VALSE TRISTE, 1978, 16mm, sepia/sound, 5 minutes
VALSE TRISTE wistfully recalls Bruce Conner’s boyhood in 1940s Kansas. While the artist’s early films were almost exclusively made in black and white, here he films in sepia tones to create a poetic and highly intimate film. Using found footage of Kansas homesteads, small-town life and family scenes, Conner creates a non-narrative but highly associative filmic sequence. Montages of random yet familiar imagery appear throughout the film: a paperboy cycles down a street, a couple in overcoats enter a taxi, cars crawl down long roads, a man and a boy build a bonfire, a family pose by their farm. The film also pays deep homage to the Surrealists and trance films. Conner re-creates his childhood as a pre-WWII American dreamland past accompanied by the theme music from the radio program I Love a Mystery and Jean Sibelius’ orchestra.
MARILYN TIMES FIVE, 1968-1973, b&w/sound, 13 minutes 30 seconds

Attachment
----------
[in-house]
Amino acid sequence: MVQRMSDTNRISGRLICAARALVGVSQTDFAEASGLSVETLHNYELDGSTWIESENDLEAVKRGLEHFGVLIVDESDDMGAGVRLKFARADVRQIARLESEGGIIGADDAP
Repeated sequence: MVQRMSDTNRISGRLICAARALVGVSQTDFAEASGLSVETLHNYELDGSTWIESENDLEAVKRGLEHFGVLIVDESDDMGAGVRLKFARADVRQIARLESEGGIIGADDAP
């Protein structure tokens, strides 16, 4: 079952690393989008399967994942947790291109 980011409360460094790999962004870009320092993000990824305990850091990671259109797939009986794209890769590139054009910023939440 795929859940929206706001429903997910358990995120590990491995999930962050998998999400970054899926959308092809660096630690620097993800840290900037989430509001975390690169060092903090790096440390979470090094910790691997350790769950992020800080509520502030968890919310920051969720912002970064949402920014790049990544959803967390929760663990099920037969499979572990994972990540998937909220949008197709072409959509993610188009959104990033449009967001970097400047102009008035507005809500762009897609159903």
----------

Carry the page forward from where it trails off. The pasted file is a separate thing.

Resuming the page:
Created from 1968 to 1973, MARILYN TIMES FIVE is composed of clips from “The Apple Knockers and the Coke”—a 1948 girlie film featuring actress and Marilyn Monroe look-a-like, Arline Hunter. As Monroe’s song, “I’m Through With Love,” plays five times, footage of Hunter seductively posing for the camera is interrupted by fragments of black leader. Conner edits the film to arouse and frustrate the viewer’s desire to see. Extensive repetition, abrupt abbreviations, gradually protracted excerpts, and non-linear sequencing reveals film to be merely a subjective construct—one which commodifies celebrity and exploits women. “In total, the object of desire in MARILYN is mediated by so many factors—from Marilyn Monroe’s death and the age of the original film to the lethargic pace and absence of narrative closure in Conner’s version—that is transmogrified into something truly strange, at once erotic and deadened.” (Hatch, 179)
Complimentary screenings will take place at 12pm, 3pm and 6pm.